The issues for the Ferrari’s significantly aided the Lotus’ charge to another double podium. Raikkonen and Grosjean began with a mediocre opening stint, yet managed to impress with their pace in the middle part of the race. Raikkonen inherited second place, while Romain Grosjean closed down Paul Di Resta on the medium compound, to snatch the final spot on the podium in the final stint. If Raikkonen had managed to Qualify closer to Sebastian, it is highly likely that he would have challenged the German in similar fashion to last season’s Bahrain Grand Prix. Nevertheless, Lotus will undoubtedly be pleased with the result. Grosjean has managed to perform well in a race for the first time this season, bagging 15 valuable points. Meanwhile, he maintains his 100% points scoring record so far in 2013.
Sergio Perez drove a fantastic race, responding to the criticisms he has received throughout the week, with aggressive defending. Despite this, Whitmarsh and McLaren have stolen headlines following the race, as Jenson Button complained that Perez was “too aggressive”. The two battled throughout the middle stint, with Perez colliding with the right rear tyre of Button’s car on lap 30. The damage caused did not hamper either driver, however, Button expressed his displeasure with the Mexican’s tactics. “I was vocal on the radio and emotions were running high but I will say exactly what I said then: the racing out there and was great fun but Checo was too aggressive,” Button complained to Sky Sports F1. “At 300 kilometres an hour you don’t expect your team-mate to come alongside and bang wheels with you. So that was a bit of a surprise and I’m probably not the only one feels like that.” It is McLaren policy that team orders will only be issued in severe circumstances, (the likes of which are unprecedented). Consequently, their drivers are given the opportunity to fight on the circuit. However, the policy cost the team a Drivers World Championship in 2007 and could have easily cost them significant points today. Despite this, the battle was fantastic to watch; undoubtedly, the kind of fight which fans will relish.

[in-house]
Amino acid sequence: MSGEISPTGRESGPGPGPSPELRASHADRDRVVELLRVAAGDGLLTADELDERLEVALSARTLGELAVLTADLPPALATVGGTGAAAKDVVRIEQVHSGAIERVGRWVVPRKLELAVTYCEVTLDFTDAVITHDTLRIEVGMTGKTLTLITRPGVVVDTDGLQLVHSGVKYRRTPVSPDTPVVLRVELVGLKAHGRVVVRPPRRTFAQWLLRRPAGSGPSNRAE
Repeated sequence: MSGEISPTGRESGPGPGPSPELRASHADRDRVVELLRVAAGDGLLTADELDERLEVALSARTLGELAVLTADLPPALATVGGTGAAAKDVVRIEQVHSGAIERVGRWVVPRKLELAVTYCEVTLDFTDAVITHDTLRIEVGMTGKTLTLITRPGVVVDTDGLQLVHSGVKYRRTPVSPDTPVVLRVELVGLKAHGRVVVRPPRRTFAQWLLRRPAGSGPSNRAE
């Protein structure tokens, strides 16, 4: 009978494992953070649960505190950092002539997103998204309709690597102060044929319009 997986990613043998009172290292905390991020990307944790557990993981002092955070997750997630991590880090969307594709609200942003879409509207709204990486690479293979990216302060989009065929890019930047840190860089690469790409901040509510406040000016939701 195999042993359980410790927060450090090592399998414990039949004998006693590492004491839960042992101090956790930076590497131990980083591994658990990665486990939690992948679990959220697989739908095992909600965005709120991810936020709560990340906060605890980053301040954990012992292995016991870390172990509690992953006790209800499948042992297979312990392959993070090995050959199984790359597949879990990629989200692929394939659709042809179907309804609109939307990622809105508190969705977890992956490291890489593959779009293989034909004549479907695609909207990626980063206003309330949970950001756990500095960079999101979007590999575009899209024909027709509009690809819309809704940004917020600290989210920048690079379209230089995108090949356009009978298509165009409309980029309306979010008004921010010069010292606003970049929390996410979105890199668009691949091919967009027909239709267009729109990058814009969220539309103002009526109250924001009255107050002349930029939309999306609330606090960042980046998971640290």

While Adrian Sutil’s race was severely hampered by his early collision with Massa, which resulted in a puncture, Paul Di Resta equaled his career best finish with a solid P4. However, the Scot completed much of the race within the podium positions, losing out to a fast charging Romain Grosjean, in the closing stages. Force India narrowly missed out on a podium, yet gained significant ground on McLaren in the constructors championship. Paul’s result should not be underestimated. He stated, “it was very close, but we were always going to be vulnerable on the strategy we were on. Grosjean, with two fresh sets of mediums was always going to be strong. Had he got caught behind Mark and the rest of them, it may have been different.” Looking ahead, Paul exclaimed, “We will go away from here positively. We had a strong weekend throughout, and we can get on the podium one day.”
An unbelievable race concluded in familiar fashion. It was action packed, however, Sebastian Vettel escaped  from the chasing pack early on to secure a typical victory. He now has a 10 point lead over Raikkonen in the championship, with Ferrari slipping down to third in the constructors after a bad day at the office. They will hope to bounce back in Barcelona.